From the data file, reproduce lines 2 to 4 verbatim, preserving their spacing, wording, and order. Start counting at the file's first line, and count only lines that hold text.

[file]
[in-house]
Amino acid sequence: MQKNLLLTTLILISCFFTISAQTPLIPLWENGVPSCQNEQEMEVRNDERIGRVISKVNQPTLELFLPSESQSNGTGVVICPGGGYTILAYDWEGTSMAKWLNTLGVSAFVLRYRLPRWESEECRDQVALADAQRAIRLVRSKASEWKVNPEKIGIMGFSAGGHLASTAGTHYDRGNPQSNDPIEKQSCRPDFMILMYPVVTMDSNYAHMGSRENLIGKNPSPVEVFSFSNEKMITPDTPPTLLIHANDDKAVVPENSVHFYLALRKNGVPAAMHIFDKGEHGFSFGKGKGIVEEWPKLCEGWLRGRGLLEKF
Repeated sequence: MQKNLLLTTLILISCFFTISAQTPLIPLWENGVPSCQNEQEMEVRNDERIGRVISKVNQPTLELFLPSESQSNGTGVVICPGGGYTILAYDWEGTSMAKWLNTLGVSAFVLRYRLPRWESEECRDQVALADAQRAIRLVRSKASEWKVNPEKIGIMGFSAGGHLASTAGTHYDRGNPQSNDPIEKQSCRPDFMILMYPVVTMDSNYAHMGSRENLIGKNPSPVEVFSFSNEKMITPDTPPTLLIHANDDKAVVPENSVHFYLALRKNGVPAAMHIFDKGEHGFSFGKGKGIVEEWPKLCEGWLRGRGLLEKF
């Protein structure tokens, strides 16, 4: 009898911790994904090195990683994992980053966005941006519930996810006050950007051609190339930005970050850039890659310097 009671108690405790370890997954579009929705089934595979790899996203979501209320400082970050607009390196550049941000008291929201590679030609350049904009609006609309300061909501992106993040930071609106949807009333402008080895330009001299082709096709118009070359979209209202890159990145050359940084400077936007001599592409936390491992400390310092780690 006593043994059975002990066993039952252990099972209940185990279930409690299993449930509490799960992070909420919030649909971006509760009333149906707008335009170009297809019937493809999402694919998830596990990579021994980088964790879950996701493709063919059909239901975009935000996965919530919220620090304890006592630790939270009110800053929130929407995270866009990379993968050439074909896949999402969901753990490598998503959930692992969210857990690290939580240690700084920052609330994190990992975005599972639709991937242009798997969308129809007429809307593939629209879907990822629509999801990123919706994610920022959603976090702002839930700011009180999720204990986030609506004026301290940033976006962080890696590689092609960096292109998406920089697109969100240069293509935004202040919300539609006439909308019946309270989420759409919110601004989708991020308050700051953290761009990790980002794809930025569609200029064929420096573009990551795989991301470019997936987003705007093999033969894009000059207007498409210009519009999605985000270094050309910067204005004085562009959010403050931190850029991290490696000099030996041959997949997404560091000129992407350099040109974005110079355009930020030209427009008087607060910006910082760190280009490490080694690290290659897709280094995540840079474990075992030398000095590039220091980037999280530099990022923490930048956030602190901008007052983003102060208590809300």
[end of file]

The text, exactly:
Amino acid sequence: MQKNLLLTTLILISCFFTISAQTPLIPLWENGVPSCQNEQEMEVRNDERIGRVISKVNQPTLELFLPSESQSNGTGVVICPGGGYTILAYDWEGTSMAKWLNTLGVSAFVLRYRLPRWESEECRDQVALADAQRAIRLVRSKASEWKVNPEKIGIMGFSAGGHLASTAGTHYDRGNPQSNDPIEKQSCRPDFMILMYPVVTMDSNYAHMGSRENLIGKNPSPVEVFSFSNEKMITPDTPPTLLIHANDDKAVVPENSVHFYLALRKNGVPAAMHIFDKGEHGFSFGKGKGIVEEWPKLCEGWLRGRGLLEKF
Repeated sequence: MQKNLLLTTLILISCFFTISAQTPLIPLWENGVPSCQNEQEMEVRNDERIGRVISKVNQPTLELFLPSESQSNGTGVVICPGGGYTILAYDWEGTSMAKWLNTLGVSAFVLRYRLPRWESEECRDQVALADAQRAIRLVRSKASEWKVNPEKIGIMGFSAGGHLASTAGTHYDRGNPQSNDPIEKQSCRPDFMILMYPVVTMDSNYAHMGSRENLIGKNPSPVEVFSFSNEKMITPDTPPTLLIHANDDKAVVPENSVHFYLALRKNGVPAAMHIFDKGEHGFSFGKGKGIVEEWPKLCEGWLRGRGLLEKF
């Protein structure tokens, strides 16, 4: 009898911790994904090195990683994992980053966005941006519930996810006050950007051609190339930005970050850039890659310097 009671108690405790370890997954579009929705089934595979790899996203979501209320400082970050607009390196550049941000008291929201590679030609350049904009609006609309300061909501992106993040930071609106949807009333402008080895330009001299082709096709118009070359979209209202890159990145050359940084400077936007001599592409936390491992400390310092780690 006593043994059975002990066993039952252990099972209940185990279930409690299993449930509490799960992070909420919030649909971006509760009333149906707008335009170009297809019937493809999402694919998830596990990579021994980088964790879950996701493709063919059909239901975009935000996965919530919220620090304890006592630790939270009110800053929130929407995270866009990379993968050439074909896949999402969901753990490598998503959930692992969210857990690290939580240690700084920052609330994190990992975005599972639709991937242009798997969308129809007429809307593939629209879907990822629509999801990123919706994610920022959603976090702002839930700011009180999720204990986030609506004026301290940033976006962080890696590689092609960096292109998406920089697109969100240069293509935004202040919300539609006439909308019946309270989420759409919110601004989708991020308050700051953290761009990790980002794809930025569609200029064929420096573009990551795989991301470019997936987003705007093999033969894009000059207007498409210009519009999605985000270094050309910067204005004085562009959010403050931190850029991290490696000099030996041959997949997404560091000129992407350099040109974005110079355009930020030209427009008087607060910006910082760190280009490490080694690290290659897709280094995540840079474990075992030398000095590039220091980037999280530099990022923490930048956030602190901008007052983003102060208590809300």